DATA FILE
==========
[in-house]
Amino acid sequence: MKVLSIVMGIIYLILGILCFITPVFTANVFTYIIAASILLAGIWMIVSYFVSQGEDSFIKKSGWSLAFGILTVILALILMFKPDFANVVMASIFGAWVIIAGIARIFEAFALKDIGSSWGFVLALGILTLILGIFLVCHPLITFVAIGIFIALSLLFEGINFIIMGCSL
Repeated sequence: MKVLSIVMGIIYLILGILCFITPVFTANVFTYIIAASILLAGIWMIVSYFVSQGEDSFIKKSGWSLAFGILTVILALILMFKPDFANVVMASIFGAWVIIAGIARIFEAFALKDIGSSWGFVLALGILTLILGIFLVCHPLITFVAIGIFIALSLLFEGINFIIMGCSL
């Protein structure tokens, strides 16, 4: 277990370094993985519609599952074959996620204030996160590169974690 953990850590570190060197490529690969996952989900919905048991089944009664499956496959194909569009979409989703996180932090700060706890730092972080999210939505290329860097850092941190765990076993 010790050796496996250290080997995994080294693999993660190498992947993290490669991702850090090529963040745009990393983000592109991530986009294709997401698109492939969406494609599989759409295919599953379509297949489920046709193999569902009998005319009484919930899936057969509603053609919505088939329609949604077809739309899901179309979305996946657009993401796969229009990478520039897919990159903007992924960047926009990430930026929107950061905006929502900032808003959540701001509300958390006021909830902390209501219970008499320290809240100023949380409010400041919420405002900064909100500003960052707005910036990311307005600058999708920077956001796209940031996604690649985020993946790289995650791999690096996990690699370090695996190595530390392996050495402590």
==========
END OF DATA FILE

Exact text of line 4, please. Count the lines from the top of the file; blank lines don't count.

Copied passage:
């Protein structure tokens, strides 16, 4: 277990370094993985519609599952074959996620204030996160590169974690 953990850590570190060197490529690969996952989900919905048991089944009664499956496959194909569009979409989703996180932090700060706890730092972080999210939505290329860097850092941190765990076993 010790050796496996250290080997995994080294693999993660190498992947993290490669991702850090090529963040745009990393983000592109991530986009294709997401698109492939969406494609599989759409295919599953379509297949489920046709193999569902009998005319009484919930899936057969509603053609919505088939329609949604077809739309899901179309979305996946657009993401796969229009990478520039897919990159903007992924960047926009990430930026929107950061905006929502900032808003959540701001509300958390006021909830902390209501219970008499320290809240100023949380409010400041919420405002900064909100500003960052707005910036990311307005600058999708920077956001796209940031996604690649985020993946790289995650791999690096996990690699370090695996190595530390392996050495402590």